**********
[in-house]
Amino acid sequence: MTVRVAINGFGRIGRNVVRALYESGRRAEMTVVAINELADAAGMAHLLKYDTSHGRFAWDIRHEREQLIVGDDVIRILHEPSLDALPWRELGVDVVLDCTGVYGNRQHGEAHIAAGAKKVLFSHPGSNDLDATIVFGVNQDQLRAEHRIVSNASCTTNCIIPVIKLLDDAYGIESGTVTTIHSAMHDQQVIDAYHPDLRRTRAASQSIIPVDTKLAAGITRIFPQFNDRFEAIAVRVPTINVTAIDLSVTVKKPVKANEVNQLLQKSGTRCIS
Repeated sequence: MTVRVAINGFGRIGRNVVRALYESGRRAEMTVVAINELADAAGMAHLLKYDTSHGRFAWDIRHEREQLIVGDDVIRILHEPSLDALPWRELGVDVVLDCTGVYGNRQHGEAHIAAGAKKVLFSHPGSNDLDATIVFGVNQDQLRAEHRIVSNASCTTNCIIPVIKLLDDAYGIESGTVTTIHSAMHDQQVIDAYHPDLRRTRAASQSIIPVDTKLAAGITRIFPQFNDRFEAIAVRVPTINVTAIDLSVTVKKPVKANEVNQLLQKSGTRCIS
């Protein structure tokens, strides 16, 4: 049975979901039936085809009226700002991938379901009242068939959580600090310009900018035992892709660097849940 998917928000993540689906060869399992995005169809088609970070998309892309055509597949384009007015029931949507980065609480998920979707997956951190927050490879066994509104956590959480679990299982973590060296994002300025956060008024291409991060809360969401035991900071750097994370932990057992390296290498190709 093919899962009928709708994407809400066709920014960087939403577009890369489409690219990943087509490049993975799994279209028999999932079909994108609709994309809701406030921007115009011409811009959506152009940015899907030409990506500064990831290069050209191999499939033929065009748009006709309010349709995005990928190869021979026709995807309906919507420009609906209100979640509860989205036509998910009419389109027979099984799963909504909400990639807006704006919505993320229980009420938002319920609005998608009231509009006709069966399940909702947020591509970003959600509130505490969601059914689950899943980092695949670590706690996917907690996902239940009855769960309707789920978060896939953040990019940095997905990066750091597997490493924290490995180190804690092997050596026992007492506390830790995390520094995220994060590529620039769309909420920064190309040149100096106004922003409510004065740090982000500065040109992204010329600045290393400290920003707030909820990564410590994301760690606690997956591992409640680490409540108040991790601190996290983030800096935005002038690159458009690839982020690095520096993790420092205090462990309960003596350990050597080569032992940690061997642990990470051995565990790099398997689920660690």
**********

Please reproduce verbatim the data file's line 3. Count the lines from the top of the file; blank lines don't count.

Repeated sequence: MTVRVAINGFGRIGRNVVRALYESGRRAEMTVVAINELADAAGMAHLLKYDTSHGRFAWDIRHEREQLIVGDDVIRILHEPSLDALPWRELGVDVVLDCTGVYGNRQHGEAHIAAGAKKVLFSHPGSNDLDATIVFGVNQDQLRAEHRIVSNASCTTNCIIPVIKLLDDAYGIESGTVTTIHSAMHDQQVIDAYHPDLRRTRAASQSIIPVDTKLAAGITRIFPQFNDRFEAIAVRVPTINVTAIDLSVTVKKPVKANEVNQLLQKSGTRCIS